Speed to market isn’t a concept regularly discussed in the legal industry—but it should be. Litigation takes time, and clients aren’t always able to wait for law firms to find sensible financing arrangements. Going-forward portfolios solve for this problem by creating a pool of capital that can be drawn upon for current and future matters—this dramatically improves the speed with which law firms can approach and respond to clients and finalize agreements for new cases.

In addition, going-forward portfolios enable law firms to expand in two key ways: By allowing them to pursue new practice areas and to pitch existing clients on cases that otherwise would go to different law firms. In 2017 for instance, the head of global disputes at a leading law firm wanted to expand the firm’s portfolio of international arbitration matters. Burford and the firm then agreed to a $50 million going-forward portfolio. In obtaining that capital, the firm was able to expand its practice and increase its opportunity to earn highly profitable success fees, all while limiting its exposure to a loss of its time and out-of-pocket cash investment.

Opportunity 4: Utilize legal finance to pursue market-based new business opportunities

In certain financing arrangements, law firms can even earmark some of the capital for other business development needs, like expanding into new geographic regions in order to take advantage of emerging business opportunities.

Global claimants’ firm Hausfeld had experienced growing client demand for competition claims in Germany, but without a local office—and unable to offer contingent arrangements in Germany—Hausfeld sought an alternative to help meet its clients’ needs. By securing a €30 million portfolio arrangement from Burford, Hausfeld was able to expand its practice in Germany to pursue competition claims.

Opportunity 5: Arm emerging partners for growth

Legal finance is a tool, and although it is indifferent to who is using it—and anything else that doesn’t pertain to the merits of the underlying case—it can serve as a critical aid for emerging partners with meritorious cases who are trying to establish themselves at their firms. These emerging partners are often doubly penalized when cases cannot proceed because of the financial constraints of their clients, namely because these emerging partners need the business far more than better-established rainmakers at the firm.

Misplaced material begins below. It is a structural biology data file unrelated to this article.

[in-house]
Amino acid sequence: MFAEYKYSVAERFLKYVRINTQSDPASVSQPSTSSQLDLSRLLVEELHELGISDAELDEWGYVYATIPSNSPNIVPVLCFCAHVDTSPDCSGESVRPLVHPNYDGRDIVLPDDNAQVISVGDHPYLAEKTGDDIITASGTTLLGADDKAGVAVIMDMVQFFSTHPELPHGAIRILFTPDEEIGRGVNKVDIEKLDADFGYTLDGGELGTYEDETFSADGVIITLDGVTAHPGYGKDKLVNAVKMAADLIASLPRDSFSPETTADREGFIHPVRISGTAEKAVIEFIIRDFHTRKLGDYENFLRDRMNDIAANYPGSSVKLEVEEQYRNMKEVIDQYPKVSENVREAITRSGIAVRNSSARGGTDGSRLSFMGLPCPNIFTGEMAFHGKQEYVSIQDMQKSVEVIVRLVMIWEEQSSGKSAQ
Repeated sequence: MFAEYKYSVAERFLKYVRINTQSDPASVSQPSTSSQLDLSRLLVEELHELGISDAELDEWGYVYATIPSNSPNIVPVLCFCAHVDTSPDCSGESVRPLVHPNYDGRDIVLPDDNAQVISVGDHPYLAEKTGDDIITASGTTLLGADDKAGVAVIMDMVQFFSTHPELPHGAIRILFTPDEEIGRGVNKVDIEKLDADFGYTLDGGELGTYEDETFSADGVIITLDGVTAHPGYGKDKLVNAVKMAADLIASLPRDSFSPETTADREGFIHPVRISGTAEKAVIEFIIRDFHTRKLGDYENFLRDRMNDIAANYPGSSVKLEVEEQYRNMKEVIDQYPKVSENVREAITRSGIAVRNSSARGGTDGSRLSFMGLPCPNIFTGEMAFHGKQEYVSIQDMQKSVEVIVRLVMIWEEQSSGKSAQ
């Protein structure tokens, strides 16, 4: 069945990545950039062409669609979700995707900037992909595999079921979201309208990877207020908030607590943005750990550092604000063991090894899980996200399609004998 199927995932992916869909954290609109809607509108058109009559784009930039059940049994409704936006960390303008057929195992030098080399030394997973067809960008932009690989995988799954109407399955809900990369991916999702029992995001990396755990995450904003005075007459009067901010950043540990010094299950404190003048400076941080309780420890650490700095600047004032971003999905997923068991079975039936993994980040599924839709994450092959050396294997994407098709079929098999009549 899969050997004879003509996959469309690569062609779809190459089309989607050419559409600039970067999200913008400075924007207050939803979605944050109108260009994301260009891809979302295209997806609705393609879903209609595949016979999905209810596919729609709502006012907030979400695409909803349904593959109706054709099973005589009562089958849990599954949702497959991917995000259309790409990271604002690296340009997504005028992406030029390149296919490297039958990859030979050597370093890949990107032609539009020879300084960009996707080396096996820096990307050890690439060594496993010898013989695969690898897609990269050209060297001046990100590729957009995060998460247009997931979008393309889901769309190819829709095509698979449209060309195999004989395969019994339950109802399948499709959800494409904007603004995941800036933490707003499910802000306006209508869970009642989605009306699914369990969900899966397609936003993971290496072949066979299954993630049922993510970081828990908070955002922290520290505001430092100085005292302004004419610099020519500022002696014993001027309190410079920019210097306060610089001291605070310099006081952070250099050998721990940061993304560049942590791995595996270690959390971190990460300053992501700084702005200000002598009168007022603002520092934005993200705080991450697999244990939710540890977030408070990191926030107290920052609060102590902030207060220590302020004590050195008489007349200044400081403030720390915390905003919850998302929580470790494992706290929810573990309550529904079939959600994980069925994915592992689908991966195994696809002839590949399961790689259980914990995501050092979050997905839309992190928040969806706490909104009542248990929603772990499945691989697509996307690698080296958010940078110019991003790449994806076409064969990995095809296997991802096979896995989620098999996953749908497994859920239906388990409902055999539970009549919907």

So, in instances where emerging partners have meritorious cases that simply need additional capital to proceed, legal finance can be a critical tool for them to win new business and gain the internal approval needed to pursue strong cases.

As companies continue to scrutinize legal costs, and as the market for legal services becomes increasingly competitive, legal finance will continue to offer law firms a powerful marketing tool that can act as a fulcrum for growth.

Fundamentally, Burford’s capital allows law firms to pursue matters with potential value for the firm without being limited by concerns about risk tolerance or clients’ ability to pay hourly fees. But although there are many advantages for law firms, legal finance ultimately helps lawyers put their client first. In my experience, law firms that do that are the ones that tend to grow. And if one thing is certain, it’s that law firms don’t have the luxury of being complacent about growth.

[1] “Law Firms Just Turned in Their Best Half Since the Recession,” American Lawyer, August 19, 2018, available at https://www.law.com/americanlawyer/2018/08/19/law-firms-just-turned-in-their-best-half-since-the-recession/